Despite standard superficial expressions of indignation, U.S. officials are undoubtedly ecstatic over the military coup in Thailand. That’s because they believe that an essential step in the achievement of democracy is the smashing of democracy by a country’s military (that is, when the voters elect the wrong person), followed by a military dictatorship devoted to restoring democracy.
Chile provides a good example of this phenomenon.
In 1970 Chilean voters voted for the wrong person — that is, a person who U.S. officials didn’t approve of. Led by President Nixon, U.S. officials immediately went into action, doing everything they could to encourage and foment a military coup in Chile, with the aim of ousting the man who had legitimately been elected president and replacing him with an unelected military general.
U.S. taxpayer money was secretly funneled into the pockets of opposition political figures and political parties and, more important, directly into the hands of the Chilean military, with the aim of developing important secret alliances between U.S. and Chilean military officials.
U.S. officials also made sure that international loans to the Chilean government were canceled or not extended. American and foreign-owned businesses were secretly encouraged to boycott Chile.
More ominously, CIA officials secretly conspired with Chilean officials to commit the felony offense of kidnapping the commander in chief of the Chilean Army, Rene Schneider, owing to his opposition to a coup and his allegiance to Chile’s constitution and democratic system. Pursuant to that conspiracy, CIA officials furnished the guns that were to be used during the kidnapping. Since Schneider resisted his kidnapping, the kidnappers simply murdered him, thereby removing a huge obstacle to the U.S.-supported coup.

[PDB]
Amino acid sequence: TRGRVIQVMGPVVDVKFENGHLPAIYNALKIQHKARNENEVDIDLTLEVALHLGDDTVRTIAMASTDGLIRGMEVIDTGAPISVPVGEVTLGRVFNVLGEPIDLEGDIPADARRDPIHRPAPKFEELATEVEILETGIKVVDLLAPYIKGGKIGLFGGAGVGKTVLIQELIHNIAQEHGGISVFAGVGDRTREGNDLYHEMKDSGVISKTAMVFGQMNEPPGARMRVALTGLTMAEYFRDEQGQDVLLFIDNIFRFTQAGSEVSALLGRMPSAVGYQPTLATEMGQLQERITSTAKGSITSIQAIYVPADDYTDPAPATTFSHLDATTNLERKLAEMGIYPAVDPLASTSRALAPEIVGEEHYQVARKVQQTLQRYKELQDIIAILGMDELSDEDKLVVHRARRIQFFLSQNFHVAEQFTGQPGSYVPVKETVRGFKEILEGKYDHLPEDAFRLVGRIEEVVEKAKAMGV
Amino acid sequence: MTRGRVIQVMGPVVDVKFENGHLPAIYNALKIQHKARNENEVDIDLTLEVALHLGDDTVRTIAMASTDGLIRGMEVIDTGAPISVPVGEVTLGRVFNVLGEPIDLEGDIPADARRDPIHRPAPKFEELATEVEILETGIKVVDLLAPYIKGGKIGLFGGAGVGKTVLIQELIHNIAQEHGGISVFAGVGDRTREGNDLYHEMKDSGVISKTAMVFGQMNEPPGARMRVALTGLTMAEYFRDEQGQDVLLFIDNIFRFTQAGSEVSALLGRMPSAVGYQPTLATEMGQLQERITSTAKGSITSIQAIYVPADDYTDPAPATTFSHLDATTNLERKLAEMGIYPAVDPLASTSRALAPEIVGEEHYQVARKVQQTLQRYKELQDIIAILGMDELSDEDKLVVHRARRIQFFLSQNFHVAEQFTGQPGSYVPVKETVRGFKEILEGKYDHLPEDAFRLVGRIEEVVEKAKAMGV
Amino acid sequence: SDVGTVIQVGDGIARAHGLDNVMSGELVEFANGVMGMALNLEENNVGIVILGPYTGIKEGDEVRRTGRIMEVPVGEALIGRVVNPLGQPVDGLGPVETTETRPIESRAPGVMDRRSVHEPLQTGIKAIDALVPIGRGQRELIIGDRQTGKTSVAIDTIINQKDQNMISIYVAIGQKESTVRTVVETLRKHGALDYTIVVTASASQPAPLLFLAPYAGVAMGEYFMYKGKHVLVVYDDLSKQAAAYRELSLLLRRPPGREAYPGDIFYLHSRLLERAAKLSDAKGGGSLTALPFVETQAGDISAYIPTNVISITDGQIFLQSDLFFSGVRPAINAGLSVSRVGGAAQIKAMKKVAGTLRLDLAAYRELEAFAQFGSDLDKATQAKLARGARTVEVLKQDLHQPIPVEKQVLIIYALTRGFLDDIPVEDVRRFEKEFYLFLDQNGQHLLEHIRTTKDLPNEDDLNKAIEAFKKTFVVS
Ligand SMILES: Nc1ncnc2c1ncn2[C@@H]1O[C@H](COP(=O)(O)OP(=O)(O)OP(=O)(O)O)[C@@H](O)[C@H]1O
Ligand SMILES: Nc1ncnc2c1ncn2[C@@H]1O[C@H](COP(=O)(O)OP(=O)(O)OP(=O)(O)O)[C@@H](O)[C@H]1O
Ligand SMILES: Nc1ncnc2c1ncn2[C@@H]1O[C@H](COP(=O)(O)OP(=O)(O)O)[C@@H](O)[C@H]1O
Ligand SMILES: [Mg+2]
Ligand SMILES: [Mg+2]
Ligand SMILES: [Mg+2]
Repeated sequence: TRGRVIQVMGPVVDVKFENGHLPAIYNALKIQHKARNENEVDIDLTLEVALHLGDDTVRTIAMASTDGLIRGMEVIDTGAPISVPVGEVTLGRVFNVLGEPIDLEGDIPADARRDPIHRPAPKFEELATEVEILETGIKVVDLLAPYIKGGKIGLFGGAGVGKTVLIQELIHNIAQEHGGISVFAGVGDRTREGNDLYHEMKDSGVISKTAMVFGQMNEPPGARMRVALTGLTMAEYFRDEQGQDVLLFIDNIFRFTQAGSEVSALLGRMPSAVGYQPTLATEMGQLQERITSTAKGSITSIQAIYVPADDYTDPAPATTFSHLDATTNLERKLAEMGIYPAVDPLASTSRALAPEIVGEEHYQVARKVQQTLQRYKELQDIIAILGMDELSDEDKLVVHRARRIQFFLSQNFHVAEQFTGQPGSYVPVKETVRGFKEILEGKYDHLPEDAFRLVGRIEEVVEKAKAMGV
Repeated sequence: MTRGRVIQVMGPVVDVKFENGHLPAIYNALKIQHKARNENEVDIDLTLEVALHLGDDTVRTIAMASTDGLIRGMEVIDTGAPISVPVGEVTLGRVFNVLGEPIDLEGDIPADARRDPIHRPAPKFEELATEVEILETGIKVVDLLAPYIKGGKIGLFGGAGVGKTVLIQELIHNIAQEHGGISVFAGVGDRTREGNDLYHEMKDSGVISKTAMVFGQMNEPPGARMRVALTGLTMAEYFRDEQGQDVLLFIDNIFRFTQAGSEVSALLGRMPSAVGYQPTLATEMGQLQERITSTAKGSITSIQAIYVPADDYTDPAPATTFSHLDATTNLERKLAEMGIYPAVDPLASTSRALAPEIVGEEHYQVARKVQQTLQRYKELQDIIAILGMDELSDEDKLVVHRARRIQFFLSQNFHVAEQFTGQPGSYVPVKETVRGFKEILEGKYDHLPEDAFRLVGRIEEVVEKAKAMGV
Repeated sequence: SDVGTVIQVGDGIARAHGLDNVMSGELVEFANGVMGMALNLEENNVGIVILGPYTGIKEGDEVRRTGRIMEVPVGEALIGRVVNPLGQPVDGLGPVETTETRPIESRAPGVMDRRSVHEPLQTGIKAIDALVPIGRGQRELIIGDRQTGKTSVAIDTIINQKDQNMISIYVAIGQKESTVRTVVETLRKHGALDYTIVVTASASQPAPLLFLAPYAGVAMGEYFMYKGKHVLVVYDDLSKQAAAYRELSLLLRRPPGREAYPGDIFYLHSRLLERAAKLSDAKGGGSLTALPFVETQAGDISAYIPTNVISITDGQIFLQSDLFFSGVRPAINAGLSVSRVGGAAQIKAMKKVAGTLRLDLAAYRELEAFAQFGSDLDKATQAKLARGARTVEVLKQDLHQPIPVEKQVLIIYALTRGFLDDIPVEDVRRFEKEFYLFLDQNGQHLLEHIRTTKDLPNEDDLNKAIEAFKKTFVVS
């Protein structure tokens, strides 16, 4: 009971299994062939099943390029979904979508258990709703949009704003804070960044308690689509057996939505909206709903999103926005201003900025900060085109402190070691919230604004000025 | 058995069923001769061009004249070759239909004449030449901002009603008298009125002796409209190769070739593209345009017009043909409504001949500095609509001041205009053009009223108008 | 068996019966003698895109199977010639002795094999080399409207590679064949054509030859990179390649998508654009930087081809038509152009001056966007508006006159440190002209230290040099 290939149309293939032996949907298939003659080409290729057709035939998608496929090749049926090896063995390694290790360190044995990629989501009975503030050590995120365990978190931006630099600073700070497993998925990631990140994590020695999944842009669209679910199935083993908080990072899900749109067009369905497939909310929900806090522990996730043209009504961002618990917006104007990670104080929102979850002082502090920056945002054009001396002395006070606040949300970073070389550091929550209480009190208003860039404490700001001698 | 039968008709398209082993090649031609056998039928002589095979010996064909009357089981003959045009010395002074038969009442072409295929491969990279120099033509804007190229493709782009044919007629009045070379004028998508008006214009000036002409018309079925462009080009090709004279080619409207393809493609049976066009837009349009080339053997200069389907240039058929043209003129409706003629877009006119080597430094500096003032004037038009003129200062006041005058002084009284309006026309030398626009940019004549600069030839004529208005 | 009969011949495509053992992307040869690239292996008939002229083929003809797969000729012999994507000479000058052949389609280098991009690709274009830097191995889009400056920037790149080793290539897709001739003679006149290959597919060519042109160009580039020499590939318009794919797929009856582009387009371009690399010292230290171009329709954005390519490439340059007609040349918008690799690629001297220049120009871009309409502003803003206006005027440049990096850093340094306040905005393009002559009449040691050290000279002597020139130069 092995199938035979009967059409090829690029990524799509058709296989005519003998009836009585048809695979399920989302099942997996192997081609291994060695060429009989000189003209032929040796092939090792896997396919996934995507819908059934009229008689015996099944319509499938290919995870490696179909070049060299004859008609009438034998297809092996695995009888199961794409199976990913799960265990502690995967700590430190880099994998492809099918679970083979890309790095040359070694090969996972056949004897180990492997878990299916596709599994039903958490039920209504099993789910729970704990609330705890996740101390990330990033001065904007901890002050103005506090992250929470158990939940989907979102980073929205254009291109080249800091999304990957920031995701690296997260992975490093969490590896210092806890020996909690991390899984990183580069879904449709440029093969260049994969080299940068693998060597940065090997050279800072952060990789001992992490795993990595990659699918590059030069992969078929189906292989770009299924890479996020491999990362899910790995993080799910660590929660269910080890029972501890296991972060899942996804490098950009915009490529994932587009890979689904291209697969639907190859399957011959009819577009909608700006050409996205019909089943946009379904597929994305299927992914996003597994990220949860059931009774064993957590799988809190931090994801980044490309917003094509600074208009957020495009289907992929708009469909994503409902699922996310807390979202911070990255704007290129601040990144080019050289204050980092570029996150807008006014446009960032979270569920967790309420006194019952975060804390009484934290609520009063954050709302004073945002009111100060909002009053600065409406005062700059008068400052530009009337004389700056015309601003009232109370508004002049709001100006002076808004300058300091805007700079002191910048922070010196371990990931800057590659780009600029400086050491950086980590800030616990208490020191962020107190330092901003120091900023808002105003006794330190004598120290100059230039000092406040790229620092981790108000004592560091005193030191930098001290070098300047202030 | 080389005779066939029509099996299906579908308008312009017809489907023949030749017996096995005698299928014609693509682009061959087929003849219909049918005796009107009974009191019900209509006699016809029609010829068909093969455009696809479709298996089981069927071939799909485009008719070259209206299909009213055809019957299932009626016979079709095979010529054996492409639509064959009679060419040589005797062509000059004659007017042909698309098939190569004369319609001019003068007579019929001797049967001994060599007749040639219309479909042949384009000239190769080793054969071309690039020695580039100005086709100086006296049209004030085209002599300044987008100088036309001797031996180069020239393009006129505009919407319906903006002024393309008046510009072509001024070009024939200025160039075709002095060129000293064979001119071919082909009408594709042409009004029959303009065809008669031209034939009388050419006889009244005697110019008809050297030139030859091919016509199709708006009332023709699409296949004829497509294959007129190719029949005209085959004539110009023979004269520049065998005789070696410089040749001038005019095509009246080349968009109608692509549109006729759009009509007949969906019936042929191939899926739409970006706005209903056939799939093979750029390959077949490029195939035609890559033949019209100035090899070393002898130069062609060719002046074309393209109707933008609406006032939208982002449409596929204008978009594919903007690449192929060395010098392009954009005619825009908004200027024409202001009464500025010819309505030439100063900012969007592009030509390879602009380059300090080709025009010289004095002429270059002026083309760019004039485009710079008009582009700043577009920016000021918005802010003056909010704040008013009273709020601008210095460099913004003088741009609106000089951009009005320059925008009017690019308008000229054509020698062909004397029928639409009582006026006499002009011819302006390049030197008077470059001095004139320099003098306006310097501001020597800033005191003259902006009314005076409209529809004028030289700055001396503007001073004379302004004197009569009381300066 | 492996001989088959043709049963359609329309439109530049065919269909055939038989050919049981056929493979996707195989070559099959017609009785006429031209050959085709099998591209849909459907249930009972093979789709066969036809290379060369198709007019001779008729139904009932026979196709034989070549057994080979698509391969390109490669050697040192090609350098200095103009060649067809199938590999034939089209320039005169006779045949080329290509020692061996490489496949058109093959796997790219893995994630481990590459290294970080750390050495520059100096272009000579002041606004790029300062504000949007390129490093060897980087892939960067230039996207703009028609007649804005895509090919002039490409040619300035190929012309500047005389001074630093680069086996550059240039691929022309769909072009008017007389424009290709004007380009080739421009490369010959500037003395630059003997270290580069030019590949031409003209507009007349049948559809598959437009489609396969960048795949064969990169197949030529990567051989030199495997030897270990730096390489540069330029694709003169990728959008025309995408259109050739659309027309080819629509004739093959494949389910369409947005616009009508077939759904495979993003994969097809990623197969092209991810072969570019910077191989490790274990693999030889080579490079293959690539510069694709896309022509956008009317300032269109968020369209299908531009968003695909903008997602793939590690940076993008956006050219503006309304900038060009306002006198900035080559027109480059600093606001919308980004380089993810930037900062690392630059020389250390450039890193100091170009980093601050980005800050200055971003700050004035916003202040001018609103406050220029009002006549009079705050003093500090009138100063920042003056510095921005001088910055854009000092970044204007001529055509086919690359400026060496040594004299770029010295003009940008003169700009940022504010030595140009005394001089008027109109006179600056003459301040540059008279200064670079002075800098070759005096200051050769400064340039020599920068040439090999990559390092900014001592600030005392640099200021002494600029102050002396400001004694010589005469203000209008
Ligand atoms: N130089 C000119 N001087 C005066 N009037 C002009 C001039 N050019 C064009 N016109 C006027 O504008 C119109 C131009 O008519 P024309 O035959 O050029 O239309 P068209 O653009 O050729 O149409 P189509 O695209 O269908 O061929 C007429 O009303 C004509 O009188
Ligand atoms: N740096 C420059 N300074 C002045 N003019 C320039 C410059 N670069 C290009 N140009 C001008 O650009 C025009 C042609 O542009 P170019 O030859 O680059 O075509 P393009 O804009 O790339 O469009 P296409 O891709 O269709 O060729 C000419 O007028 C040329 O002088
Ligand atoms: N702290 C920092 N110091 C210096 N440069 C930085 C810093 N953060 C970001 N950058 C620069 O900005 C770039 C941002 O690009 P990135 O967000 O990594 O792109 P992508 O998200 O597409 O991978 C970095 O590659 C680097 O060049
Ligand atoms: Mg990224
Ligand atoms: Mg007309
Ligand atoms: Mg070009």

CIA officials paid bribes to keep transportation workers on strike so that people across the country would not get food. In the words of President Nixon, who was later impeached for being a crook, the objective was to make the Chilean economy “scream,” with the aim of producing an air of crisis and chaos, one in which people would then support a military coup to “save the country.”
When the coup finally came in 1973, U.S. officials stationed American warships off the Chilean coast, just in case the coup was in danger of failing. U.S. officials also walked freely through checkpoints within the coastal city where the coup began, where they were seen by a young American journalist named Charles Horman.
Since Horman had witnessed things that he wasn’t supposed to witness, U.S. national-security state officials conspired with Chilean officials to kill him, along with a friend of his named Frank Teruggi, another innocent American who fell victim to the coup. While Chilean officials later indicted a U.S. military official for conspiracy to murder Horman, U.S. officials, not surprisingly, never pursued the matter.
Keep in mind, also, that everything that Nixon, the Pentagon, and the CIA were doing in Chile was being kept top-secret. “National security,” they claimed, would be threatened if people were to find out that the U.S. national security state was doing everything it could to oust a democratically elected president of a foreign country through a military coup.